Philippe: Talking about party wall, how did you get from what you did before and into slowly into party wall because a lot of your practice now is dealing with party wall. How much of your practice do you focus on party wall?

Leo: Probably 60 to 70 percent. I found that there were a lot of people out there that didn’t know what they were doing in terms of party wall. There seems to be a need for it. You’re feeding off of building projects all the time. So it’s not necessarily a facilitator. But it’s something that a lot of building owners or adjoining owners or even architects don’t necessarily know much about. A lot of architects will be able to produce the notice, send it off. But if they get anything other than a consent, they find it very difficult to manage, especially if they’ve got several projects on at one time. So for me, it led from a simple need. All of a sudden, I – I don’t know. I got 10 party wall projects in the space of a month, where we’ve only been kind of getting one or two before and it was a simple thing for me to go out and build upon.

Philippe: You make it sound very simple, everything.

Leo: Really?

Philippe: Yeah. I should dig a bit deeper. So in your kind of day to day job, what kind of tools do you use?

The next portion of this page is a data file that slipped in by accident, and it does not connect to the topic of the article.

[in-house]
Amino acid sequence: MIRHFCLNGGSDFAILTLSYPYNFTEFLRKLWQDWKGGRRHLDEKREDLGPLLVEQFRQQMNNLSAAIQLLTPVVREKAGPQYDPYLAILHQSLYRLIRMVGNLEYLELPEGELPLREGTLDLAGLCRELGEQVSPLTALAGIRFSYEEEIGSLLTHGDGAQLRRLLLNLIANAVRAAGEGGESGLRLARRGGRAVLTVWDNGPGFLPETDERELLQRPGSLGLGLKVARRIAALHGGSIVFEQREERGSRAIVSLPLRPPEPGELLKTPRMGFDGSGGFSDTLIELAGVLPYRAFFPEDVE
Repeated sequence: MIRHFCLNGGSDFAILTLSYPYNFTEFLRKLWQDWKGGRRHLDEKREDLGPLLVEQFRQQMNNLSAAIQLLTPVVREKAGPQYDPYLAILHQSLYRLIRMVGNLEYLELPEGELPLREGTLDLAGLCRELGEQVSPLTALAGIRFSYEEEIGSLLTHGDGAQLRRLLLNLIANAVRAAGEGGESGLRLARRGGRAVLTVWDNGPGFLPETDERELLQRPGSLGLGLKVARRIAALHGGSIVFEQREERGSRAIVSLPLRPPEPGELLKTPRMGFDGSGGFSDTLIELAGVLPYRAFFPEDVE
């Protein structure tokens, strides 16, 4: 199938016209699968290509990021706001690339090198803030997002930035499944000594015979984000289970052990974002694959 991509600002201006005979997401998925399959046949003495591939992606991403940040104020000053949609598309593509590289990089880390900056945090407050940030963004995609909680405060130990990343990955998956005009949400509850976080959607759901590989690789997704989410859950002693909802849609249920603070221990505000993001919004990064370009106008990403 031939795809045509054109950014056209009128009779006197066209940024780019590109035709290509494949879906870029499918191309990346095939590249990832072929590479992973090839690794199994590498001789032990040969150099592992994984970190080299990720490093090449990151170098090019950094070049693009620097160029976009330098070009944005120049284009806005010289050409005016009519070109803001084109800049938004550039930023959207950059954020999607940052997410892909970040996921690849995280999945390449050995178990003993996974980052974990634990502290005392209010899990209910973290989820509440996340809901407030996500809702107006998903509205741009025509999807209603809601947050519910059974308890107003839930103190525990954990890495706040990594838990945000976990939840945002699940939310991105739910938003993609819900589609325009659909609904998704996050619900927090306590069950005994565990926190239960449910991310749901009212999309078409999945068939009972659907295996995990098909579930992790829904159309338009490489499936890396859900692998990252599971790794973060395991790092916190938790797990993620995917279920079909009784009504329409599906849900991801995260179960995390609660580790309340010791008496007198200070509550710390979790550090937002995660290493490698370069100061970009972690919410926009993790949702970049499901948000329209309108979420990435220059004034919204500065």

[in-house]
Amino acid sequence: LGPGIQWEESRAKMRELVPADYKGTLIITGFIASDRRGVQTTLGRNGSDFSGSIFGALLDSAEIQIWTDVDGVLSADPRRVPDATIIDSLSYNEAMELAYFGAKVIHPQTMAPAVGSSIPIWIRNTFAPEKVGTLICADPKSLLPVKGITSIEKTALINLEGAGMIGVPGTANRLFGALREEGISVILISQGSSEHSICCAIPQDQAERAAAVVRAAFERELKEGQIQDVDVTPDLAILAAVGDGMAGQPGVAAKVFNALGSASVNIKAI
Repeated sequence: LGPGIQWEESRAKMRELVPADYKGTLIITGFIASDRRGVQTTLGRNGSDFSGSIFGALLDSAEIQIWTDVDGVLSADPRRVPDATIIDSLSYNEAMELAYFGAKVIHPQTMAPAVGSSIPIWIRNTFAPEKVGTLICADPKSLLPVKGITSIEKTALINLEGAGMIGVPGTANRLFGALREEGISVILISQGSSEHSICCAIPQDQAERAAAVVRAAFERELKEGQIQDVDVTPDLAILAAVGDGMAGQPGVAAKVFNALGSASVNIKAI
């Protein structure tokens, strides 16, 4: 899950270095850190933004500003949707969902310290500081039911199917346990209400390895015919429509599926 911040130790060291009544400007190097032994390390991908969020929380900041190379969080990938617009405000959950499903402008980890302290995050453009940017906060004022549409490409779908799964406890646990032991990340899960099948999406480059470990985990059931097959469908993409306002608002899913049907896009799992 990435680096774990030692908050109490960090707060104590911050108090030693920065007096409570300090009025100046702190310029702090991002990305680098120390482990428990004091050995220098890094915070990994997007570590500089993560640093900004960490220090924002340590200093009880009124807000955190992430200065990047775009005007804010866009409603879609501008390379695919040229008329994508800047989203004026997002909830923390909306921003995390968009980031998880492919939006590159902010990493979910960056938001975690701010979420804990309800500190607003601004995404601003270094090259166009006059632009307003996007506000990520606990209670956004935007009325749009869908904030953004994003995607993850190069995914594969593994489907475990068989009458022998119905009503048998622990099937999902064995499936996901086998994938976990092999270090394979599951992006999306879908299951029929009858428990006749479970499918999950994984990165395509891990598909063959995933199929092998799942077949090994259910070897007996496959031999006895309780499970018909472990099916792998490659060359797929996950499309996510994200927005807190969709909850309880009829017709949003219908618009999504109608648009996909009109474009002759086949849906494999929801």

Leo: It’s all diary management for me. If it’s not logged in my diary, it doesn’t get done. To be honest, I even saw one earlier that I’ve – since I’ve clicked on the iPad, I realised there’s a photographic schedule last week that should be out the door. But it’s not in my diary. I don’t know why. I haven’t looked in my diary but it’s not in my diary. It is now but it will be. But everything for me is generated from my diary: hours, miles, jobs, where I am next, where I was last week, where I am tomorrow. All driven from there. Then everything kind of filters down. My whole filing system is built off the back of my diary.

Philippe: And in terms of the schedule of adjoining owners, before Party Wall Pro, how did you do it? All your adjoining owners, all the details and all?